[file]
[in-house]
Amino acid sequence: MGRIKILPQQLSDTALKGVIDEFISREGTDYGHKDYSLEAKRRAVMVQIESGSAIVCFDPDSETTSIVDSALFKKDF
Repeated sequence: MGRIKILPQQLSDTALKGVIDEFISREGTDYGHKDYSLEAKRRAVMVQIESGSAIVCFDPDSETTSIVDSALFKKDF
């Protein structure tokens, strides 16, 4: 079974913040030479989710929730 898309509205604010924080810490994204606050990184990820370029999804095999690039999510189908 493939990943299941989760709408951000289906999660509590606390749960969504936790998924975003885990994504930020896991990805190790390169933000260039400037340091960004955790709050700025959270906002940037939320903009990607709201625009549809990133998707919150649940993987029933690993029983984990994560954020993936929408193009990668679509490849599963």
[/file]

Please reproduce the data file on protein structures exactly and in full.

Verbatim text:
[in-house]
Amino acid sequence: MGRIKILPQQLSDTALKGVIDEFISREGTDYGHKDYSLEAKRRAVMVQIESGSAIVCFDPDSETTSIVDSALFKKDF
Repeated sequence: MGRIKILPQQLSDTALKGVIDEFISREGTDYGHKDYSLEAKRRAVMVQIESGSAIVCFDPDSETTSIVDSALFKKDF
């Protein structure tokens, strides 16, 4: 079974913040030479989710929730 898309509205604010924080810490994204606050990184990820370029999804095999690039999510189908 493939990943299941989760709408951000289906999660509590606390749960969504936790998924975003885990994504930020896991990805190790390169933000260039400037340091960004955790709050700025959270906002940037939320903009990607709201625009549809990133998707919150649940993987029933690993029983984990994560954020993936929408193009990668679509490849599963």